Ballad on the paths in Västmanland
Beneath the visible writing of small roads,
gravelled roads, farm tracks, often with a comb
of grass in the middle between deep wheel ruts,
hidden beneath clear-felling’s tangle of brushwood,
still legible in the dried-up moss,
there is another script: the old paths.
They go from lake to lake, from valley
to valley. At times they deepen,
become quite distinct, and large bridges
of medieval stone carry them over black streams
at times they are dissipated over bare flat rocks,
one easily loses them in marshy ground, so
imperceptible that at one moment they are there,
the next not. There is a continuation,
there is always a continuation, as long as
one looks for it, these paths are persistent,
they know what they want and with their knowledge
they combine considerable cunning.
You walk eastwards, the compass persistently shows east,
the path faithfully follows the compass, like a straight line,
everything is in order, then the path swings northwards.
In the north lies nothing. What does the path want now?
Soon you come to a huge bog, and the path knew that.
It leads us around, with the reassurance of one
who has been this way before. It knows where the bog lies,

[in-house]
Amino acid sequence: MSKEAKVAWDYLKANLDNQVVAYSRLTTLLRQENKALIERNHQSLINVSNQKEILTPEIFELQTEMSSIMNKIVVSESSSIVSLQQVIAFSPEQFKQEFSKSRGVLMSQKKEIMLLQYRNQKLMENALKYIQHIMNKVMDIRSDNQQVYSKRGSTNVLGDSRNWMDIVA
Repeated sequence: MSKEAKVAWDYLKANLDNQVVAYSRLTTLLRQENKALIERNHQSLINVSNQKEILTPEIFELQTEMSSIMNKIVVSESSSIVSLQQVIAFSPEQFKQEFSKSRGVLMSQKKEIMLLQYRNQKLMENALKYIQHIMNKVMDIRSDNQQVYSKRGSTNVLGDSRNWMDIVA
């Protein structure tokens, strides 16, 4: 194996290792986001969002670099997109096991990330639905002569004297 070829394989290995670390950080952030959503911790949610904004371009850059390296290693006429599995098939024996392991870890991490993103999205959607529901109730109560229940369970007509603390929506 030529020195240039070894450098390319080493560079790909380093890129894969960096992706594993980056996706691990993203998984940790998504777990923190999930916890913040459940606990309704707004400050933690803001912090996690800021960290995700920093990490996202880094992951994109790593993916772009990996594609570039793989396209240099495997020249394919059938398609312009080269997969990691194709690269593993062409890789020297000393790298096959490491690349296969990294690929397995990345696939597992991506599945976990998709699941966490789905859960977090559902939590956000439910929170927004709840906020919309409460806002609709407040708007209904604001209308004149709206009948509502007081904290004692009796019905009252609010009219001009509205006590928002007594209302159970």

it knows where the rockface gets far too steep, it knows
what happens when it goes north instead of south
of the lake. It has done all of this
so many times previously. That is the whole point
of being a path. That it has been done
before. Who made the path? Charcoal burners, fishermen,
women with skinny arms collecting firewood?
Outlaws, timid and grey as the moss,
still in their dream with the fratricide blood
on their hands. Autumnal hunters in the wake
of trusty foxhounds with their frost-clear bark?
All and none of them. We make it together,
you too make it on a windy day when
it is early or late on the earth:
We write the paths, and the paths remain,
and the paths are wiser than we are,
and know all we wanted to know.